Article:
Thursday, October 19, 2006

The ghost of Cum Nimis Absurdum*

Last night, former AG John Asshcroft implied to the Daily Show's audience that their host Jon Stewart, a great American, would not go to heaven. Here's how it went down (paraphrased):

Stewart: Let's make a bet. If the Cardinals win tonight, I'll give you a TDS tee-shirt. If the Met's win, I go to heaven.

Asshcroft: Well, my father was a preacher and he used to say he was in sales, not management... I'll tell you what. If the Mets win, you can move to St. Louis and you'll think you've gone to heaven.

So now this ancient grounds for anti-Semtism, and the pogroms and acts of mass murder that followed, is being played for laughs? Asshcroft can concede that he thinks Jews lack the spiritual stuff needed to enter the eternal kingdom of the Lord and no one boos? Suppose Stewart was black and he asked for admission to the White-only restroom. Would the audience have then tittered so appreciativly?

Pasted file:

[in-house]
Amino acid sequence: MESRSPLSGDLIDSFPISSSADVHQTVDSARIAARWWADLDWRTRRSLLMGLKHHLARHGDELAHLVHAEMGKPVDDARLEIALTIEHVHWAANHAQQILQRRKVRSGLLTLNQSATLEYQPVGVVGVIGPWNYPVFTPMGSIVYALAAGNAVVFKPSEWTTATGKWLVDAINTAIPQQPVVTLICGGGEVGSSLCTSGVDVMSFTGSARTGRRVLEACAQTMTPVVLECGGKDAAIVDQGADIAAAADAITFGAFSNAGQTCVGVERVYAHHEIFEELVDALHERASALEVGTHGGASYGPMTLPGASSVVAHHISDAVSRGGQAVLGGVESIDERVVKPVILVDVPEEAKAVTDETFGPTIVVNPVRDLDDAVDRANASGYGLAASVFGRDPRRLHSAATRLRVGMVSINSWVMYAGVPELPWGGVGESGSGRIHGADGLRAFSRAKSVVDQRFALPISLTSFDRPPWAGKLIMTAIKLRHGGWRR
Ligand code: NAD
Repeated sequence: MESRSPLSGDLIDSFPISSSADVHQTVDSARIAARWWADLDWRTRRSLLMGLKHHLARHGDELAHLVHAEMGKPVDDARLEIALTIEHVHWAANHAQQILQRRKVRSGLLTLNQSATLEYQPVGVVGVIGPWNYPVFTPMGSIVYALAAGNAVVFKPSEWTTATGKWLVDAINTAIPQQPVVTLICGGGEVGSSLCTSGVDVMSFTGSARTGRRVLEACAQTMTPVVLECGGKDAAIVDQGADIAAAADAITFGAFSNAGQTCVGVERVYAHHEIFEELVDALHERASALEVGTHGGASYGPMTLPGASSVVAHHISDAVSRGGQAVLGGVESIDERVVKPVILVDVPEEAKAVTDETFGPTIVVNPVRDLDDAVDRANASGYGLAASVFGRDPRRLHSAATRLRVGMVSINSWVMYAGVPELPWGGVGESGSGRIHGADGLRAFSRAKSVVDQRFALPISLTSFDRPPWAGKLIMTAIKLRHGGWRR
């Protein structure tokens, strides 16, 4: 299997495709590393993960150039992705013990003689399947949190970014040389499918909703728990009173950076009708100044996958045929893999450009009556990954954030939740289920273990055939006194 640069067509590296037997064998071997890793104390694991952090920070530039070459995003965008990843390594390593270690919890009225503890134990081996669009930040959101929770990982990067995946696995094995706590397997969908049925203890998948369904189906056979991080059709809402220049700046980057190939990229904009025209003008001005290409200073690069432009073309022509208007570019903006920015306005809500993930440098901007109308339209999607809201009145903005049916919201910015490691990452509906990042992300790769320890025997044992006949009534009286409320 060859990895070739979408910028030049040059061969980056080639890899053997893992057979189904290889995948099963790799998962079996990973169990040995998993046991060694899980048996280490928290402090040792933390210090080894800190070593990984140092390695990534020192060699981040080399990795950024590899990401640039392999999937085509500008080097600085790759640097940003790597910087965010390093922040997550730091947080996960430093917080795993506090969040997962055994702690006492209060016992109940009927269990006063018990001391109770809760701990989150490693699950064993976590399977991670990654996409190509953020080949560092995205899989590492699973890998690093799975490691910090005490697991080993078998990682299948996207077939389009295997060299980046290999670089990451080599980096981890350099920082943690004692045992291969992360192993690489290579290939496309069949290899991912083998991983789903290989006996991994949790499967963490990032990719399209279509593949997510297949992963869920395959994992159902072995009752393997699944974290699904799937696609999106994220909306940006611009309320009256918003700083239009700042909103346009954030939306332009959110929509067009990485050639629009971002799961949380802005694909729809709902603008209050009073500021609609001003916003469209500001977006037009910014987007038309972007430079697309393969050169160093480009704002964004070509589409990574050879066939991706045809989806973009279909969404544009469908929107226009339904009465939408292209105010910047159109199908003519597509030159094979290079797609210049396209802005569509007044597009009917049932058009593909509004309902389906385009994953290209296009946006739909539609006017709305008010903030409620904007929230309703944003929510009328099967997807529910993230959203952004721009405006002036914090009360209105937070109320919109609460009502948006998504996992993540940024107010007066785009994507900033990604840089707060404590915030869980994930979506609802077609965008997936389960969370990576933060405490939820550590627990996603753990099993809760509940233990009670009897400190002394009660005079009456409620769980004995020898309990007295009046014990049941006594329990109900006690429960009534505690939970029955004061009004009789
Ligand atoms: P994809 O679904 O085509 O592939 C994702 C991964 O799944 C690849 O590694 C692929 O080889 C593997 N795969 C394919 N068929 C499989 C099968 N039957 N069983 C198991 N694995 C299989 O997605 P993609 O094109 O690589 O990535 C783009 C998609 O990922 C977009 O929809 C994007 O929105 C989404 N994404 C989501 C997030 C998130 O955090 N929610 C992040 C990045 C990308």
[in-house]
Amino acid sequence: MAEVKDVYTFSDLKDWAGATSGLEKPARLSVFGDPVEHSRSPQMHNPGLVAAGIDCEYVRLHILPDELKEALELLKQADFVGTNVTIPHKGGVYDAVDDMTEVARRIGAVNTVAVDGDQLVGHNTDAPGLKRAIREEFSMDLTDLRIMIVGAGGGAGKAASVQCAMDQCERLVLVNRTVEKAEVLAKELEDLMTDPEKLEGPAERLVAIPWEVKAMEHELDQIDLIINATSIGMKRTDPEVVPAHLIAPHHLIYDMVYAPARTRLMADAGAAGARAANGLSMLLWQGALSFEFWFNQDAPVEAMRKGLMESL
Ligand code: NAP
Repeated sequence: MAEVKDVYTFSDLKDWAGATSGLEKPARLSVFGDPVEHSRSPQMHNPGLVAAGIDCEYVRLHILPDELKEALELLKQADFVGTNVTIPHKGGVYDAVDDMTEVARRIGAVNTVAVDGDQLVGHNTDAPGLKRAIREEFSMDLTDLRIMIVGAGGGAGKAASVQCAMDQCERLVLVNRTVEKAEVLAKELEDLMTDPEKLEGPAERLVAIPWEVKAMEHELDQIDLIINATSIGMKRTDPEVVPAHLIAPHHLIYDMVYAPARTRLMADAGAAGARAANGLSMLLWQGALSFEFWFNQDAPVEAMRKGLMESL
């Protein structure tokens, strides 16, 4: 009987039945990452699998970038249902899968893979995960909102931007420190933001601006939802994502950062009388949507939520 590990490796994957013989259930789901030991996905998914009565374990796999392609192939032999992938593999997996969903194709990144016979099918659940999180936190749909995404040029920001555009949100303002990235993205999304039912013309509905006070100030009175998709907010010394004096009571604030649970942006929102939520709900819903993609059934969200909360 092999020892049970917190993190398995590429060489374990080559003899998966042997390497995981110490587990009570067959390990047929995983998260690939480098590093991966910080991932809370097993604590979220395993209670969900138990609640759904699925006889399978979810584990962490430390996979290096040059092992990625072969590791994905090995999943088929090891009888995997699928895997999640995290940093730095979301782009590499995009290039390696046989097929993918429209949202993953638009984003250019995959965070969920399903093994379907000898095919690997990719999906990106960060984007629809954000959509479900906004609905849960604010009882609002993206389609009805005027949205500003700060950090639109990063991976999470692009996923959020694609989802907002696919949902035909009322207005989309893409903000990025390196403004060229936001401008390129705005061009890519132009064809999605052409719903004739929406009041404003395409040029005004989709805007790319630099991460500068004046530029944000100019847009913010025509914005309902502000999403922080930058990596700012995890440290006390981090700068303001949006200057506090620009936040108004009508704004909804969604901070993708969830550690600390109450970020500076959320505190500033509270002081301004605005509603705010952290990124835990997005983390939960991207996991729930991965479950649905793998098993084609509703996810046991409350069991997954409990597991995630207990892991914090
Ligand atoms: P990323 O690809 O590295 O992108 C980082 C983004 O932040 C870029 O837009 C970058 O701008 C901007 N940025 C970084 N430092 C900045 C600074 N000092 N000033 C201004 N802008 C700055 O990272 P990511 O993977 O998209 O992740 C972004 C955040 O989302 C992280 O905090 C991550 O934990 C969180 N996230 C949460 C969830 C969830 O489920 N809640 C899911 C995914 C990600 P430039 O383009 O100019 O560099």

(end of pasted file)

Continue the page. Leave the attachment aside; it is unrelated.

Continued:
Asshcroft, certainly, is entitled to his errors, as we are to ours. No one questions Asshcroft's right to think that the Jews are spiritually deficient. I don't demand that he stop thinking. I demand that reasonable people stop yawning in the face of stupid, and insulting thoughts. If Jews have learned anything from history it is this: The idea that we are despised by God must not be allowed to gain any traction because when it does the other side always turns violent.

* Cum Nimis Absurdum, a bull published in 1555 by Paul IV, which established the Roman ghetto, forced Jews to wear special caps and forbid them from owning real estate or practicing medicine on Christians. These policies were enacted on the grounds that the Jews are forever despised by God, and destined for endless slavery.

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